Now history - My red 1990 Grand Prix – HUD
I always wanted a hot car. When it was time to trade in my 1980 Pontiac Grand Lemans station wagon it was not without reflecting on its fine performance. It was white with fake wood grain door paneling and had red leather interior with a red ceiling lining. I bought the car in Ohio to haul my growing family in style and comfort. We took it to Chicago and when it was time to relocate to Florida, we drove it all the way to Tampa, no problem
Then, the Tampa heat took its toll and several things happened: 1) the air conditioning went out and 2) the ceiling came unglued, and 3) the fake paneling began to come off the side of the car. Other than that, it was in excellent shape. So, I invested in getting the AC fixed and had the car painted, removing the wood grain. Now, I had a version of das boot.
Eventually, the Grand Le Mans bit the dust, and I bought a Pontiac Sunbird with a sun roof. The Sunbird was weird because the engine fan ran on purpose after the ignition was turned off as some sort of extra cooling feature, I guess. It also developed a quirky thing with the engine still running after the key was removed from the car. I had AC problems as well. This car was a lemon and I got rid of it. I swore, no more Pontiacs and went back to Toyota.
Then, after moving to Hermosa Beach, California, I wanted a hotter car. So, I purchased a 1990 red Pontiac Grand Prix with heads up display. I developed the sense of being a fighter pilot with my controls projected on the windshield. The car had a whopping engine and it was fast on LA freeways. It had a cool interior as well and a great sound system.
I used to play drums on my fancy steering wheel that held all of the controls to the car until one day the steering wheel caught on fire! There was an electrical short that resulted in a complicated repair job.
Boy, this car could move, however, as I sped around town. One day, I was moving out from a standing position and a large plume of blue smoke emitted from the tail pipe. I think I blew something and that required a valve job too.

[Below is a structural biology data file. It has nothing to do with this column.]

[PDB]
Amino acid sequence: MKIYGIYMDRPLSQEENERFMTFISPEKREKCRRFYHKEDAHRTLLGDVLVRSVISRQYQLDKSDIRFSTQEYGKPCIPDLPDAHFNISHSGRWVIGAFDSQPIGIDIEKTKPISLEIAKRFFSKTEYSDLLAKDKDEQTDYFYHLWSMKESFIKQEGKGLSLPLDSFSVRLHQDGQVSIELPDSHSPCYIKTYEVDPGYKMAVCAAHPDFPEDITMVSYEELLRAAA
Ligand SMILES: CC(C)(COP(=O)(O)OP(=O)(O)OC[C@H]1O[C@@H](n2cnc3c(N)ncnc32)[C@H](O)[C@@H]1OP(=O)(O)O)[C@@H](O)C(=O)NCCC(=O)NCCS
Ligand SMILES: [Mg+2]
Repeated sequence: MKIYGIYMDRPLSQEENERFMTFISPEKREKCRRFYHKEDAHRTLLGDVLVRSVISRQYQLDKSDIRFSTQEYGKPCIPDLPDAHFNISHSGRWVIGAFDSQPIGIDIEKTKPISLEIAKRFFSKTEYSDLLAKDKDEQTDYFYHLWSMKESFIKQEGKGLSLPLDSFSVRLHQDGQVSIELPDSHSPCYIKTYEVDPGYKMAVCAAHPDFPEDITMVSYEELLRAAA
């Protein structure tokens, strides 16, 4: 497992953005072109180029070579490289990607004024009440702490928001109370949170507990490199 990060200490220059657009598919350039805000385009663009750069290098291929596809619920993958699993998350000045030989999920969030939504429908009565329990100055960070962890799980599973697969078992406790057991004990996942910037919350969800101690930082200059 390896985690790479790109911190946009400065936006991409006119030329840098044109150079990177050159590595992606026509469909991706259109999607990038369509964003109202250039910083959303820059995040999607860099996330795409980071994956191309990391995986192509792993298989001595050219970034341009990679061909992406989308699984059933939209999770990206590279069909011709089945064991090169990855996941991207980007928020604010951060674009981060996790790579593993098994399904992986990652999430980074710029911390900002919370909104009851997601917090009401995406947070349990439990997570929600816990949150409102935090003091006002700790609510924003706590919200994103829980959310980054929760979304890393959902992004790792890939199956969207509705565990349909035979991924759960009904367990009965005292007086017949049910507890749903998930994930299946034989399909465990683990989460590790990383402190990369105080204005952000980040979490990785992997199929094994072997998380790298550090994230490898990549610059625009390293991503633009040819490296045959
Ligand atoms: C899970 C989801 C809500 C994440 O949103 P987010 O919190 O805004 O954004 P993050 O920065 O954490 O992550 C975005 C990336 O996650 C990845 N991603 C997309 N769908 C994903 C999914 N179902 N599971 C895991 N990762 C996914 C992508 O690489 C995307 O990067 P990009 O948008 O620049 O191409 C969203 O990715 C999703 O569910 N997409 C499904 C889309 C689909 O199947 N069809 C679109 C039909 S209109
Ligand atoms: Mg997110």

Anyway, I had some fond esthetic moments with the red Grand Prix, but given my experience with the brand, it is probably better that it takes its place in the big garage in the sky.
“Pontiac Goes Out Of Business After 84 Years
By Tom Krisher, AP Auto Writer
Manufacturing.Net - November 01, 2010
DETROIT (AP) -- Pontiac, whose muscle cars drag-raced down boulevards, parked at drive-ins and roared across movie screens, is going out of business on Sunday.
The 84-year-old brand, moribund since General Motors decided to kill it last year as it collapsed into bankruptcy, had been in decline for years. It was undone by a combination of poor corporate strategy and changing driver tastes. On Oct. 31, GM's agreements with Pontiac dealers expire.
Even before GM's bankruptcy, Pontiac's sales had fallen from their peak of nearly one million in 1968, when the brand's speedier models were prized for their powerful engines and scowling grills.
At Pontiac's pinnacle, models like the GTO, Trans Am and Catalina 2+2 were packed with horsepower and sported colors like "Tiger Gold." Burt Reynolds and Sally Field fled the law in a Firebird Trans Am which raced through the 1970s hit movie "Smokey and the Bandit."
By the late 1980s, though, Pontiacs were taking off their muscle shirts, putting on suits and trying to act like other cars. The brand had lost its edge.
Bill Hoglund, a retired GM executive who led Pontiac during its "We Build Excitement" ad campaigns in the 1980s, blames the brand's demise on a reorganization under CEO Roger Smith in 1984. That overhaul cut costs by combining Pontiac's manufacturing, engineering and design operations with those of other GM brands.
"There was no passion for the product," says Hoglund. "The product had to fit what was going on in the corporate system."
Although the moves were necessary to fend off competition from Japanese automakers with lower costs, they yielded Pontiacs that looked and drove like other GM cars.
By 2008, the last full year before GM announced Pontiac's shutdown, sales were 267,000, less than a third of those sold in 1968.
Formed in 1926, Pontiac made cars for the working class until a sales slump in the 1950s nearly killed it. GM revived the brand by connecting it to auto racing. From then on, each Pontiac sales boom was driven by speed; each bust generally featured outdated or boring rides.
The brand's most storied muscle car, the GTO, came about when some GM engineers took a small car called the Tempest and put a powerful V8 engine under the hood. The letters stood for "Gran Turismo Omologato," Italian for "ready to race."
Sparked by the GTO, the Pontiac brand thrived, making up 17 percent of the 5.4 million cars and trucks GM sold in the U.S. in 1968. The GTO even spawned its own 1960s hit song.
"C'mon and turn it on, wind it up, blow it out GTO," was the chorus of the tune by Ronny and the Daytonas.
Pontiac's decline stemmed from a lack of a consistent strategy or leadership. Executives rotated through every few years on their way up the corporate ladder, each with a different vision. Some even tried to make Pontiac a luxury brand.
One strategy that eventually hurt the brand was rebadging: putting the guts of less powerful GM cars inside the skins of Pontiacs.
Big economic shifts also damaged the brand. Two gas spikes in the 1970s steered Americans toward smaller cars with more fuel-efficient engines, areas dominated by Japanese automakers in the U.S.”